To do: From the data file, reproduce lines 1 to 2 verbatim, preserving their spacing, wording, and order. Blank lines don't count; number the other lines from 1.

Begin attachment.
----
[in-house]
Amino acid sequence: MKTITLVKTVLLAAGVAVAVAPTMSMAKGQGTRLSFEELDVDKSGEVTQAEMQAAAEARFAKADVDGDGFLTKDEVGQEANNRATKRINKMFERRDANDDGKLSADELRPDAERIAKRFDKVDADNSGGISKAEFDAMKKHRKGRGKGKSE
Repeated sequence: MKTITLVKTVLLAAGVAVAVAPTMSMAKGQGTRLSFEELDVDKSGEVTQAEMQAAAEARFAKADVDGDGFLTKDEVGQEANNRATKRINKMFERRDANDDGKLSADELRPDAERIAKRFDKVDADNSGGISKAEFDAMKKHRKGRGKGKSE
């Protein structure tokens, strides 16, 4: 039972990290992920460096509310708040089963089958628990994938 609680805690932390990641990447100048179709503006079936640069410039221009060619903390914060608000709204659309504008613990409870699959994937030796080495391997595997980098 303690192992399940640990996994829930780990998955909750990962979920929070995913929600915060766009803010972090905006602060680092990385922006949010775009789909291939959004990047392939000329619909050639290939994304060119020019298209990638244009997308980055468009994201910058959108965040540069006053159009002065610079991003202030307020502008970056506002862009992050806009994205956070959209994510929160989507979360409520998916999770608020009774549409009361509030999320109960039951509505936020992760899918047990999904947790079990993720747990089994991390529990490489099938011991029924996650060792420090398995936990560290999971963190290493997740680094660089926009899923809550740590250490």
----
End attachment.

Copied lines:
[in-house]
Amino acid sequence: MKTITLVKTVLLAAGVAVAVAPTMSMAKGQGTRLSFEELDVDKSGEVTQAEMQAAAEARFAKADVDGDGFLTKDEVGQEANNRATKRINKMFERRDANDDGKLSADELRPDAERIAKRFDKVDADNSGGISKAEFDAMKKHRKGRGKGKSE